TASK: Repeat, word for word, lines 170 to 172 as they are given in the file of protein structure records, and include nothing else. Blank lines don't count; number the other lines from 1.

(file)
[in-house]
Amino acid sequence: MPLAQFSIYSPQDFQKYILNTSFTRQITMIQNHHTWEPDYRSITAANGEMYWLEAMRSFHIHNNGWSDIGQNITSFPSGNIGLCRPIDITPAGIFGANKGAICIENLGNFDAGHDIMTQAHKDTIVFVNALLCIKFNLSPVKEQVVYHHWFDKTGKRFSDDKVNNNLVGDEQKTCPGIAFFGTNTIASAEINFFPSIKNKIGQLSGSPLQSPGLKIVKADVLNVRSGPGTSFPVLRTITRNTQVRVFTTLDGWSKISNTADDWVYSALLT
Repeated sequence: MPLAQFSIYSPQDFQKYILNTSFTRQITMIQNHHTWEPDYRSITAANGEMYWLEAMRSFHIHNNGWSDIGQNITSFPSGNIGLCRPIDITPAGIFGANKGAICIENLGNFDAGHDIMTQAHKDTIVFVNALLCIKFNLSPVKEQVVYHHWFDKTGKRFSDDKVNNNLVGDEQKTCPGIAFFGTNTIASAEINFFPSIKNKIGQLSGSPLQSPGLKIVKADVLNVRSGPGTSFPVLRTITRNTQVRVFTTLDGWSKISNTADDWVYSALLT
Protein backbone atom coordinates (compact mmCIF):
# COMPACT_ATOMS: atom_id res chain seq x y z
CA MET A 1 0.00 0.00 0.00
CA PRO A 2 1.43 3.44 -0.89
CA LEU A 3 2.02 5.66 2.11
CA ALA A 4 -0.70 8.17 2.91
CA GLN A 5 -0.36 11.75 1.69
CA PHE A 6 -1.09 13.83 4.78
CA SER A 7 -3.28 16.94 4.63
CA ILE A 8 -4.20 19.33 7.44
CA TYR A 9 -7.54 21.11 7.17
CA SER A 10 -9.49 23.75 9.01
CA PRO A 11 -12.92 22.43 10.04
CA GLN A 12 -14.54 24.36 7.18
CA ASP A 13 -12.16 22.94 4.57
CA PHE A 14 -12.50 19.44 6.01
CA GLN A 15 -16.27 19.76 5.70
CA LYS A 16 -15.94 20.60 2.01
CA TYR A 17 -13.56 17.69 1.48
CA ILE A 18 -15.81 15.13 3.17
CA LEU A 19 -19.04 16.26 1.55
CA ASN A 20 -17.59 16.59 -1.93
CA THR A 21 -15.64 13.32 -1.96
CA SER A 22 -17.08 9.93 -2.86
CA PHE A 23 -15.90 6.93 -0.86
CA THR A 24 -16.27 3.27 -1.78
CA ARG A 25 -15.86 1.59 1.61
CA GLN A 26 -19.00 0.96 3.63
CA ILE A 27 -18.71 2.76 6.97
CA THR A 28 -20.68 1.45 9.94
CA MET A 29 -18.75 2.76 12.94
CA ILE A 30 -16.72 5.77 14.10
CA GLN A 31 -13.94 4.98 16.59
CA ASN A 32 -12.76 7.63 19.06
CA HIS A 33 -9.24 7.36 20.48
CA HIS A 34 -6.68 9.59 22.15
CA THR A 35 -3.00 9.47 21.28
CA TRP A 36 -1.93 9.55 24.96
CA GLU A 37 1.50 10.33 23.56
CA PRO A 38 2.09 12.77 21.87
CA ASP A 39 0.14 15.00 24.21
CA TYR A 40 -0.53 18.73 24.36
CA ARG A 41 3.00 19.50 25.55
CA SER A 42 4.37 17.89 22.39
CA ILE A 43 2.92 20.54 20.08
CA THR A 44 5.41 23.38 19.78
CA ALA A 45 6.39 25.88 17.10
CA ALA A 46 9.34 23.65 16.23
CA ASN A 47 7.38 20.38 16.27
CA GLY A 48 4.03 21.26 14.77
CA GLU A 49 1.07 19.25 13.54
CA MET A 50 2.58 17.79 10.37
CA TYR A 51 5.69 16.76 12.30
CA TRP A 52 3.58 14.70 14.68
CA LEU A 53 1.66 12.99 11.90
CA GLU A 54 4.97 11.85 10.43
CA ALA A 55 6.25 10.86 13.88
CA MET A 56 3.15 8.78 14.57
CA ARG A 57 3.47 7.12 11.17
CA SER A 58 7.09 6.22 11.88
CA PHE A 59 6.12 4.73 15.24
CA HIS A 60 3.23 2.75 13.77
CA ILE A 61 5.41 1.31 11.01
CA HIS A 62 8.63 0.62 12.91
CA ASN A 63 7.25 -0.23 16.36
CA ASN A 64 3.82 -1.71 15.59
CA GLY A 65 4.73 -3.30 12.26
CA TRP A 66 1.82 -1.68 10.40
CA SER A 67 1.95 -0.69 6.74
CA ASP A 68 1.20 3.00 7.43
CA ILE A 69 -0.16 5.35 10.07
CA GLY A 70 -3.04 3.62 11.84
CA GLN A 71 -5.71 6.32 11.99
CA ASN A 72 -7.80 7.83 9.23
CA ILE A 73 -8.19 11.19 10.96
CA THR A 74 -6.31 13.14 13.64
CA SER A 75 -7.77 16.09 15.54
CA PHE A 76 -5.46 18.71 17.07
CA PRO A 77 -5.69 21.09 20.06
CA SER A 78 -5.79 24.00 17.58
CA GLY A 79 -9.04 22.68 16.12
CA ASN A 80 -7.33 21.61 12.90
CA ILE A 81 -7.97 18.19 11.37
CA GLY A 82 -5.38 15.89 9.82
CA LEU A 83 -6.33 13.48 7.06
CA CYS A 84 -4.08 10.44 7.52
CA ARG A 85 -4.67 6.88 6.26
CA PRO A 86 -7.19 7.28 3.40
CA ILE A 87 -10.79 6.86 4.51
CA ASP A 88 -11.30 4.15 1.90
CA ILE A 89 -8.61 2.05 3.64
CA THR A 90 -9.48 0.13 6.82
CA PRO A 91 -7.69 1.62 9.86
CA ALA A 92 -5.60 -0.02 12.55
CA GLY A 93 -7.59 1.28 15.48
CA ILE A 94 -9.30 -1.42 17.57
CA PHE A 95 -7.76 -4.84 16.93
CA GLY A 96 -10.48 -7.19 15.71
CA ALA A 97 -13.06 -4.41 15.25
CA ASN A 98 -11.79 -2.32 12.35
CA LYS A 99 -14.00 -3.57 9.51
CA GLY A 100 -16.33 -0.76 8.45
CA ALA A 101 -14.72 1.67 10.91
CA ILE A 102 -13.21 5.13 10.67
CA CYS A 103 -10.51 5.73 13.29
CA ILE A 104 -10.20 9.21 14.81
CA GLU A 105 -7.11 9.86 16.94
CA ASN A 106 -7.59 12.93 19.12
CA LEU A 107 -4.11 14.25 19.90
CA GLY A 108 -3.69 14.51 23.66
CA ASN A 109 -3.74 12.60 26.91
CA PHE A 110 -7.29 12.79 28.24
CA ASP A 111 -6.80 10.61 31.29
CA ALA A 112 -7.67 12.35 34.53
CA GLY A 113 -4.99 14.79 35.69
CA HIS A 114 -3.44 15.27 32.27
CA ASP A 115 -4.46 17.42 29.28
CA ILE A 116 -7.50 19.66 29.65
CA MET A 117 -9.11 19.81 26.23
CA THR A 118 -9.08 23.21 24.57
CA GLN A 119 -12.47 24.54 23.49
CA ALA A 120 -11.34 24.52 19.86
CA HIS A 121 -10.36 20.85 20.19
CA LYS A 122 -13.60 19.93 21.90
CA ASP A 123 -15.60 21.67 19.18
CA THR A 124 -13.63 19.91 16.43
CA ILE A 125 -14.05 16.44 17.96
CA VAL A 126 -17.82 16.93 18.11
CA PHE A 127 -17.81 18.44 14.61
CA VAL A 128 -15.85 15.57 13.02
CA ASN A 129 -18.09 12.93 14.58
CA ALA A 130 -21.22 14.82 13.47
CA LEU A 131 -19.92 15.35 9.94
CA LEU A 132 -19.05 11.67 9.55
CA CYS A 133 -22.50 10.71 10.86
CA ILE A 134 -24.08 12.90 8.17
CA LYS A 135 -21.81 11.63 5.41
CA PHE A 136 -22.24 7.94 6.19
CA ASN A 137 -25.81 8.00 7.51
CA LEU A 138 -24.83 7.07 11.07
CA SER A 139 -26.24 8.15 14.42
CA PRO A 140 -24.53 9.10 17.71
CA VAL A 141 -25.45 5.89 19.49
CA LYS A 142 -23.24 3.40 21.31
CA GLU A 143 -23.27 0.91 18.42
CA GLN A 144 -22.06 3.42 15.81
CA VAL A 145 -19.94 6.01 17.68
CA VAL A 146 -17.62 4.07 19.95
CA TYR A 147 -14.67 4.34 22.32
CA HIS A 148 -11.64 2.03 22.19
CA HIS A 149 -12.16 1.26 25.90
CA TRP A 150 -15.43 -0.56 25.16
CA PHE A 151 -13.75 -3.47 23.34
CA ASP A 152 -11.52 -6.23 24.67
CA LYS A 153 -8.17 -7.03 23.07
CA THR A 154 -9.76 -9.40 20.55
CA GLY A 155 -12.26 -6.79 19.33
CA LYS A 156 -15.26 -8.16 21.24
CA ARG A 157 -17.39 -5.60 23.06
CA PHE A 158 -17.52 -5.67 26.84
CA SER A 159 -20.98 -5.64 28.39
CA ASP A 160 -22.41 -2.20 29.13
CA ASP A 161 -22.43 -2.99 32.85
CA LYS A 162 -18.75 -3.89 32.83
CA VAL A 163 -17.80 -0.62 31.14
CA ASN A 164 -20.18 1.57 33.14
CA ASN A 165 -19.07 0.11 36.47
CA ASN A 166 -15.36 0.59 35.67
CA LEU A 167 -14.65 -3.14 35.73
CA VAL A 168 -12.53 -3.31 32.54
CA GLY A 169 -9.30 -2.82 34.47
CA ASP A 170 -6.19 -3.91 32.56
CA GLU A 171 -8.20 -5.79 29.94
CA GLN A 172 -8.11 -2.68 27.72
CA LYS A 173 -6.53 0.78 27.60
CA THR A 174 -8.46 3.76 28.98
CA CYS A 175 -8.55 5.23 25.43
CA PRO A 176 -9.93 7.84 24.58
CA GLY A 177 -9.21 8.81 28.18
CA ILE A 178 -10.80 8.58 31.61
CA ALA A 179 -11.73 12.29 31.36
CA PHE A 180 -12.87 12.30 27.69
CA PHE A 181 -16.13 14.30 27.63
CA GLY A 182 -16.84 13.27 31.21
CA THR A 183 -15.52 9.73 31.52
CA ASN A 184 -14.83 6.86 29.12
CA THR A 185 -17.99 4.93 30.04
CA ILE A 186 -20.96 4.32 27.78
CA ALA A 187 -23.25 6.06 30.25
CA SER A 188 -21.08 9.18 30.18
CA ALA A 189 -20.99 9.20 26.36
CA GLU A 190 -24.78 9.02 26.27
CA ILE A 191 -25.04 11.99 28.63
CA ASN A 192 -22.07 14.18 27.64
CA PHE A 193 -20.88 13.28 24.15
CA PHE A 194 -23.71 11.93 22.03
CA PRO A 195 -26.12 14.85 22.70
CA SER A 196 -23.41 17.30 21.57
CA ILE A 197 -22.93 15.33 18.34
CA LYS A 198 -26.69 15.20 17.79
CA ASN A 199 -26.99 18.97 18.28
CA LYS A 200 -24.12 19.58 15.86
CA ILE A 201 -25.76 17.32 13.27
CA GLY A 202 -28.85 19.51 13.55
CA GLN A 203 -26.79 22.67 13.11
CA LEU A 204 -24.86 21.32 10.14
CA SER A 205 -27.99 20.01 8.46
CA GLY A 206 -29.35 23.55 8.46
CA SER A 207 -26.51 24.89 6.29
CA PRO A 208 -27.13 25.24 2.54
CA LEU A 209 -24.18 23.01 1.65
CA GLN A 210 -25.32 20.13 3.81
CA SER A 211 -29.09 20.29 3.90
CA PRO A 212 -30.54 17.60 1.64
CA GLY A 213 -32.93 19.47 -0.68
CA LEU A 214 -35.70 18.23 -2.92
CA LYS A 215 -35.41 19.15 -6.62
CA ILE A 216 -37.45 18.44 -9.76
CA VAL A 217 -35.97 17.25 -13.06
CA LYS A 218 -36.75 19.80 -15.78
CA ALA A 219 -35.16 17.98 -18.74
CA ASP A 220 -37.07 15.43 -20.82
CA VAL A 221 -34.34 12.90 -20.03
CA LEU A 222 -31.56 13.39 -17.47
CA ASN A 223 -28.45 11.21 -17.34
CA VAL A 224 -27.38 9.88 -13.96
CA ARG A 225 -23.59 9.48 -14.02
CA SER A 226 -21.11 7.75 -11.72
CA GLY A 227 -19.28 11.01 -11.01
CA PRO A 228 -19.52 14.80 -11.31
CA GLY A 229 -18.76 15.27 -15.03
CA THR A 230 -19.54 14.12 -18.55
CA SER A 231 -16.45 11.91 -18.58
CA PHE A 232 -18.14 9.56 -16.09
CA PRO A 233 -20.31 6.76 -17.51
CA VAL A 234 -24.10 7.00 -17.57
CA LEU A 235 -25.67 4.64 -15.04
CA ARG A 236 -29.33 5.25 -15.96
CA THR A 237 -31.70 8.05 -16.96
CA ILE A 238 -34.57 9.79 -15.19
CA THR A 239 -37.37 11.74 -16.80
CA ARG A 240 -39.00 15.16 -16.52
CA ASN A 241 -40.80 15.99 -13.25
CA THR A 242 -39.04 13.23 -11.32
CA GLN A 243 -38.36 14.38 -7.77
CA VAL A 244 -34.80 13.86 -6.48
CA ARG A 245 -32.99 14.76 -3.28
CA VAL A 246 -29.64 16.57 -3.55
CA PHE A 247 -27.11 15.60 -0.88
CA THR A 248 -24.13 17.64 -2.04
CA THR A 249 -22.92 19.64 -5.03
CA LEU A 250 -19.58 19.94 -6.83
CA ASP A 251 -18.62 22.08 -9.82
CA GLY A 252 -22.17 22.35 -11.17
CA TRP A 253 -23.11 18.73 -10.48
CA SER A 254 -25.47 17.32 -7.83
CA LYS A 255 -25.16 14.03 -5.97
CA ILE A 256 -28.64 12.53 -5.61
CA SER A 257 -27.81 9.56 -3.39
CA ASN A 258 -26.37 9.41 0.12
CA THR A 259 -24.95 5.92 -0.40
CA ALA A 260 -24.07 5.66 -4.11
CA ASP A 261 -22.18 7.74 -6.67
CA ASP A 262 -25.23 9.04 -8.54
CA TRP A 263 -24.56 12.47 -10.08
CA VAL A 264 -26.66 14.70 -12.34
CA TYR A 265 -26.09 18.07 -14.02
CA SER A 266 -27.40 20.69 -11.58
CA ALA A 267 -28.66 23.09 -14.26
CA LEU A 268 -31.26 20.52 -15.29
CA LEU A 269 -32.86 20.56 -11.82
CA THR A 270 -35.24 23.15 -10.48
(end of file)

CA ASN A 165 -19.07 0.11 36.47
CA ASN A 166 -15.36 0.59 35.67
CA LEU A 167 -14.65 -3.14 35.73